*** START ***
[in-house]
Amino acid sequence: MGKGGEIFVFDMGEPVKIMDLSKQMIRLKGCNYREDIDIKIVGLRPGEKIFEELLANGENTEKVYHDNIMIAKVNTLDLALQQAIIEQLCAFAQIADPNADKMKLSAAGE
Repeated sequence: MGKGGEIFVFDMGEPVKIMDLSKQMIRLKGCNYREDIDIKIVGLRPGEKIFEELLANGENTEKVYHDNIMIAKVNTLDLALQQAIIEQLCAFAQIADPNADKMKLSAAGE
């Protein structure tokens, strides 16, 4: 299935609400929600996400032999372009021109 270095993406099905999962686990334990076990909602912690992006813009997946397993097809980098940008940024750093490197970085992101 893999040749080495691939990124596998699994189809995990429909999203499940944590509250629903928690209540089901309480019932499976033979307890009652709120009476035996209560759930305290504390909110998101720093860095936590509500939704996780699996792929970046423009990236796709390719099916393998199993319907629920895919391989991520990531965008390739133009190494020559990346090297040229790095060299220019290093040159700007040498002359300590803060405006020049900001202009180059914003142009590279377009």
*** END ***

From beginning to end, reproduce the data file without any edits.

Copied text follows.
[in-house]
Amino acid sequence: MGKGGEIFVFDMGEPVKIMDLSKQMIRLKGCNYREDIDIKIVGLRPGEKIFEELLANGENTEKVYHDNIMIAKVNTLDLALQQAIIEQLCAFAQIADPNADKMKLSAAGE
Repeated sequence: MGKGGEIFVFDMGEPVKIMDLSKQMIRLKGCNYREDIDIKIVGLRPGEKIFEELLANGENTEKVYHDNIMIAKVNTLDLALQQAIIEQLCAFAQIADPNADKMKLSAAGE
């Protein structure tokens, strides 16, 4: 299935609400929600996400032999372009021109 270095993406099905999962686990334990076990909602912690992006813009997946397993097809980098940008940024750093490197970085992101 893999040749080495691939990124596998699994189809995990429909999203499940944590509250629903928690209540089901309480019932499976033979307890009652709120009476035996209560759930305290504390909110998101720093860095936590509500939704996780699996792929970046423009990236796709390719099916393998199993319907629920895919391989991520990531965008390739133009190494020559990346090297040229790095060299220019290093040159700007040498002359300590803060405006020049900001202009180059914003142009590279377009």